At the weekend, blogger Narin Bahar went to see the Star Wars score performed on stage at London's O2:
Star Wars: A Musical Journey
A long time ago in a galaxy far far away George Lucas had a brilliant idea for a space opera. A story which would enchant generations of children, and inspire many imitations. He made three films which arguably changed the landscape of the blockbuster movie forever - suddenly bringing merchandising, rereleases, and spin-offs to the fore in a way that made him a very rich man.
But rather than resting on his laurels and focusing on other stuff, Mr Lucas milked that cash cow mercilessly, holding every geeky adult hostage to their childhood. By the time Simon Pegg's Tim Bisley was ranting about the travesty of the Phantom Menace the writing was on the wall - Lucas was going to continue forever, coming up with new ways to make us part with our cash, more relentless and unstoppable than the Emperor himself.
So forgive me for being a little bit suspicious at how exciting Star Wars: A Musical Journey could actually be. Ticket prices ranging from the affordable to laughably ridiculous? Check. Overpriced merchandise? Check. Should I just empty my purse into George Lucas' pocket directly at cut out the pesky bit in the middle that involved travelling to the O2 Arena on the Easter weekend missing new Doctor Who and Red Dwarf and battling with those pesky public transport engineering works?
Honestly though, this could be the event that makes up for all the small Star Wars disappointments of the last decade - from the prequels to the Clone Wars - it's simply that good.
If there was ever a sci-fi soundtrack which could be defined as iconic, it is John Williams' Oscar-winning score. From the sinister Imperial March to the uplifting cheery joy of the Ewok's party songs (what? I was young!) the very fabric of the original trilogy in particular is, for me, woven together with the threads of music. Let's face it, in a lot of ways the music is so intrinsic to the films - and adds so much to its power - it could be almost be a character in its own right.
So when you can go to a concert and hear the Royal Philharmonic Orchestra play a two-hour specially adapted arrangement of the musical highlights of all six films, it's the closest you're going to get to seeing Ford, Fisher and Hamill re-enacting the original trilogy for you. And let's face it, thirty years on and having seen Hamill's output since then, it's arguably more rewarding.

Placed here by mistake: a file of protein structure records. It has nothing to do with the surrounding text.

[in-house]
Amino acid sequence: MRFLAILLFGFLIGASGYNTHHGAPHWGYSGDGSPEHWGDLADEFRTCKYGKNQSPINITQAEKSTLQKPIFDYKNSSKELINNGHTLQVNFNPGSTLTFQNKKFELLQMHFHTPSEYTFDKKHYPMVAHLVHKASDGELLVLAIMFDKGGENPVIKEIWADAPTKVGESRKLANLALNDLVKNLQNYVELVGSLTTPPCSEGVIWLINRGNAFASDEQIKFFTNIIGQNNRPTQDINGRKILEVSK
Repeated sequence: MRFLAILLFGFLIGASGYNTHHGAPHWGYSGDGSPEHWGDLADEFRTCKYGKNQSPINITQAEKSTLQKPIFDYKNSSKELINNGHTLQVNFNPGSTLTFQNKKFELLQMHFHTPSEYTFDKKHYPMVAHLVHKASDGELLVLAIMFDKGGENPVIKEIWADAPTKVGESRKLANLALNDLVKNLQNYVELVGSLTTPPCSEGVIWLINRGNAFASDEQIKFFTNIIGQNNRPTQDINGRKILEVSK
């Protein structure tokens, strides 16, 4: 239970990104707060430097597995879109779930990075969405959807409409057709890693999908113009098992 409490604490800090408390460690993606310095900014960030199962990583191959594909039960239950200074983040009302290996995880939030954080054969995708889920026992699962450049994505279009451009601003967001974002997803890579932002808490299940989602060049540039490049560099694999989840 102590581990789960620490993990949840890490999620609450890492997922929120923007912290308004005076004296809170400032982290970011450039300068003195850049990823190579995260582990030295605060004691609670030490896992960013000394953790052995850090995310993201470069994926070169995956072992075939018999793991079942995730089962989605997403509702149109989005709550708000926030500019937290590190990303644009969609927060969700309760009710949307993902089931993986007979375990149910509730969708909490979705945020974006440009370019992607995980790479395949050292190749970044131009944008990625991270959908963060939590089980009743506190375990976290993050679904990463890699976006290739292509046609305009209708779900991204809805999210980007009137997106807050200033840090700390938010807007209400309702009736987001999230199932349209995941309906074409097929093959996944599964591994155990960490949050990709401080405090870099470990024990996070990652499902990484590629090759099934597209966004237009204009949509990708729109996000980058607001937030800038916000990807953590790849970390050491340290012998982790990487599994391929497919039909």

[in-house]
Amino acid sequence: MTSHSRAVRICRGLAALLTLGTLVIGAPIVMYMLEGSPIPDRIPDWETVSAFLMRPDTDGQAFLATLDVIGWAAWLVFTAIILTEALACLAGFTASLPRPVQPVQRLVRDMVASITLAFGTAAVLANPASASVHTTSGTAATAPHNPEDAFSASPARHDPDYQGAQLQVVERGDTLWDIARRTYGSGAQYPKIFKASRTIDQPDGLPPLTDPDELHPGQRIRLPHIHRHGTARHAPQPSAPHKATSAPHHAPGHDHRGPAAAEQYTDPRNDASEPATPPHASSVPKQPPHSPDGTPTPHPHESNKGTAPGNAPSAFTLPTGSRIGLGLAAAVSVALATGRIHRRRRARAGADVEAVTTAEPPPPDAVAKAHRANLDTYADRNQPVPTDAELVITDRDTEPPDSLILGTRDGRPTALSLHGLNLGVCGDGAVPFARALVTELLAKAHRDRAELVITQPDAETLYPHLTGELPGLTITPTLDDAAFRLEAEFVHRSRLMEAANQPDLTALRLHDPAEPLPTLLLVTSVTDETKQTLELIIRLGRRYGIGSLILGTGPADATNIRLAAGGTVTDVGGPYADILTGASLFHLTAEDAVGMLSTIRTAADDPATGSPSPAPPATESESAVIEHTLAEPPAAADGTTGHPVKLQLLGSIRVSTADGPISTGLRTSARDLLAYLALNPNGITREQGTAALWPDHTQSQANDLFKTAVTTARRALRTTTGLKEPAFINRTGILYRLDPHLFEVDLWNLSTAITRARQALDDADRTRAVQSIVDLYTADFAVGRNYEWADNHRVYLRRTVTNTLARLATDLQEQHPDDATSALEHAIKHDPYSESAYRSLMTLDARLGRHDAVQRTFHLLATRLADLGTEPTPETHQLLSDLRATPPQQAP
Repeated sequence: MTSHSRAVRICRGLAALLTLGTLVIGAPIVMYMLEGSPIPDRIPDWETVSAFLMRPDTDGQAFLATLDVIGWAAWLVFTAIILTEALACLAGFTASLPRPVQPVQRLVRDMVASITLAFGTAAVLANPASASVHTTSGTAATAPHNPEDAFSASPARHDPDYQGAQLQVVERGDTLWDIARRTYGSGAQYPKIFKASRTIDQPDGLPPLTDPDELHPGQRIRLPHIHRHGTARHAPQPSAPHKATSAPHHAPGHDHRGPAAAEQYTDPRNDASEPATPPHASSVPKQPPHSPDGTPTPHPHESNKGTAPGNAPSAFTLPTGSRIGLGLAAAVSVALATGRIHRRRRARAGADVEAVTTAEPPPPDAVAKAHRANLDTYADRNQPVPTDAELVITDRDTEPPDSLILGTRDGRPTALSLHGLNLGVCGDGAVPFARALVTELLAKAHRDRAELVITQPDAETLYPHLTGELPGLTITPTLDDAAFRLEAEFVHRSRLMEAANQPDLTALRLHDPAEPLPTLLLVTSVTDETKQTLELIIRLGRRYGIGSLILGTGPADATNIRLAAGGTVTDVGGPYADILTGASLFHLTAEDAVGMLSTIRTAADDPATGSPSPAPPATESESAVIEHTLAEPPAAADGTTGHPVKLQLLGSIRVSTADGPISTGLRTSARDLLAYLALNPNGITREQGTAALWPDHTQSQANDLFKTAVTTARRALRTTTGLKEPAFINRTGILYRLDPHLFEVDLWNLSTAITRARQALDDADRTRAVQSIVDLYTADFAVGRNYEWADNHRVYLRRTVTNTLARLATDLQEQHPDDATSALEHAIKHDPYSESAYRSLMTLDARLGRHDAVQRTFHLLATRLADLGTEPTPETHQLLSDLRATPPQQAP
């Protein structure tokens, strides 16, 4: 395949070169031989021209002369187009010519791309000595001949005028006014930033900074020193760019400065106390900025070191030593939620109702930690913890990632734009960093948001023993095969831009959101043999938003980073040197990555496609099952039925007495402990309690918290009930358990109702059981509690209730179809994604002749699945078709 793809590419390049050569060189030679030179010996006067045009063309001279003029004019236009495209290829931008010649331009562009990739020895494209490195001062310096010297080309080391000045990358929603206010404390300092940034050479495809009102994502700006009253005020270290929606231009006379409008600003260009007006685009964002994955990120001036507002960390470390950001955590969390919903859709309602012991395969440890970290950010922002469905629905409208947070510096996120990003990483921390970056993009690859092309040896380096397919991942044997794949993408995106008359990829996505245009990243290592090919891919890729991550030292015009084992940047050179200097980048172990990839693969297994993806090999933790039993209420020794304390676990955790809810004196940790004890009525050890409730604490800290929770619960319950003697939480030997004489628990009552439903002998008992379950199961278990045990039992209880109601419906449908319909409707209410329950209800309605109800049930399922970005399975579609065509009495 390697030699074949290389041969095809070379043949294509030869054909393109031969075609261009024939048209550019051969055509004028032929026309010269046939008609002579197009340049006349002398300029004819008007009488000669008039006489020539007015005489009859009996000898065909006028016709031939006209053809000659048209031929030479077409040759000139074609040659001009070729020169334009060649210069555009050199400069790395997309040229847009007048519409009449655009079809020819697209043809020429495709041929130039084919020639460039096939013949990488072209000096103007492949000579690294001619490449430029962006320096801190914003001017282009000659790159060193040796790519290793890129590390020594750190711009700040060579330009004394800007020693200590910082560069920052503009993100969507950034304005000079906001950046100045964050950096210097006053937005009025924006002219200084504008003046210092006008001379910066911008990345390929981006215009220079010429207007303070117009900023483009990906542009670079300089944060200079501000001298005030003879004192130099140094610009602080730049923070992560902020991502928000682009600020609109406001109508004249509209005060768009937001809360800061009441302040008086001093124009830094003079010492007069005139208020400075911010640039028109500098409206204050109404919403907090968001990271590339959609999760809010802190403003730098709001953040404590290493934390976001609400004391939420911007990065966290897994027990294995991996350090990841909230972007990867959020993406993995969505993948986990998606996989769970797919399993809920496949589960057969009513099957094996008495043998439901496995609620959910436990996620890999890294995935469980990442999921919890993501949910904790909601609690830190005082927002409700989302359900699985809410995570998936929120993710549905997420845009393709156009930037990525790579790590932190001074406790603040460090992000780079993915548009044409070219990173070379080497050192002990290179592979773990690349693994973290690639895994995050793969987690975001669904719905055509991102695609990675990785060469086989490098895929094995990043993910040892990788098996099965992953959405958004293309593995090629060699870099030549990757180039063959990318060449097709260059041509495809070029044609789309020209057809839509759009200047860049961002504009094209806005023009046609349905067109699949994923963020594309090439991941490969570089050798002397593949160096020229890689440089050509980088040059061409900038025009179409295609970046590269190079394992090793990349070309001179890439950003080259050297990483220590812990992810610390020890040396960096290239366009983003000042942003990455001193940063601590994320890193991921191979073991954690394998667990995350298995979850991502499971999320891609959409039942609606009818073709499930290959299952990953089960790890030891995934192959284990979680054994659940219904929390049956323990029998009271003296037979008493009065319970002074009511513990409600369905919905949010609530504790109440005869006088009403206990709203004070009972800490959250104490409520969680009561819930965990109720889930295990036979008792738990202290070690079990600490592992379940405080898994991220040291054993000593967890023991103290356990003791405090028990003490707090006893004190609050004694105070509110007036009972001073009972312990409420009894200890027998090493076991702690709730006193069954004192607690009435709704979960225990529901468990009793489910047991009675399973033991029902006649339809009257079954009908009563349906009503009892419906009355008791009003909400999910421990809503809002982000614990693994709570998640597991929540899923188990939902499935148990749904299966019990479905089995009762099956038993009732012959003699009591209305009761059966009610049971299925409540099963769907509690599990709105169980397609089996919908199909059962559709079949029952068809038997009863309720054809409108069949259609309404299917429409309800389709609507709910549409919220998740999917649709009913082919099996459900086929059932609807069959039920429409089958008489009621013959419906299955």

As well as the 86-piece orchestra, conductor Dirk Brossé was joined by the Royal Symphony Choir and Threepio himself, Anthony Daniels, who took on the role of narrator with all the relish and enthusiasm you'd expect, leaving the audience eating out of his hand even as he chewed the scenery. The music was accompanied by edited highlights from the films specially-edited and shown on a massive screen behind the stage. Paired with mood lighting, lasers and that music performed right in front of you, the result was so electric that it left the hair on the back of my neck standing up. Utterly amazing.
As well as the performance, tickets gave attendees the chance to see an exhibition of memorabilia from the Lucasfilm archives, including Boba Fett's costume, a Yoda model and the original Han Solo in carbonite along with other models, props, costumes and production artwork. Frankly for sheer fun, a reminder of the exuberant joy and brilliance of Star Wars and, frankly, to make up for some of those other tie-ins through the years, The Musical Journey can't be faulted. It even makes up for Jar Jar - who entertainingly isn't mentioned at all in the narration.
What's more, courtesy of the RPO I learned a very valuable lesson. It turns out that if you strip out the worst of George Lucas' cheesy dialogue, re-edit them to half an hour all in, and let John Williams' music do the talking, Star Wars Episodes 1 to 3 aren't that bad at all.
If you want to fall in love with Star Wars again, then see this if you get a chance. You really won't regret it.
Get a look behind the scenes, plus an interview with Anthony Daniels and conductor Dirk Brossé, courtesy of ITN.
This is a personal article submitted by blogger Narin Bahar .
Did you go to the event? What did you think of it? The Star Wars musical has finished its run at the O2 now, but if you see if appearing elsewhere and decide to go, let us know what you make of it. And what other sci-fi scores would you like to see being given the Musical Journey treatment? Have your say in the comments below.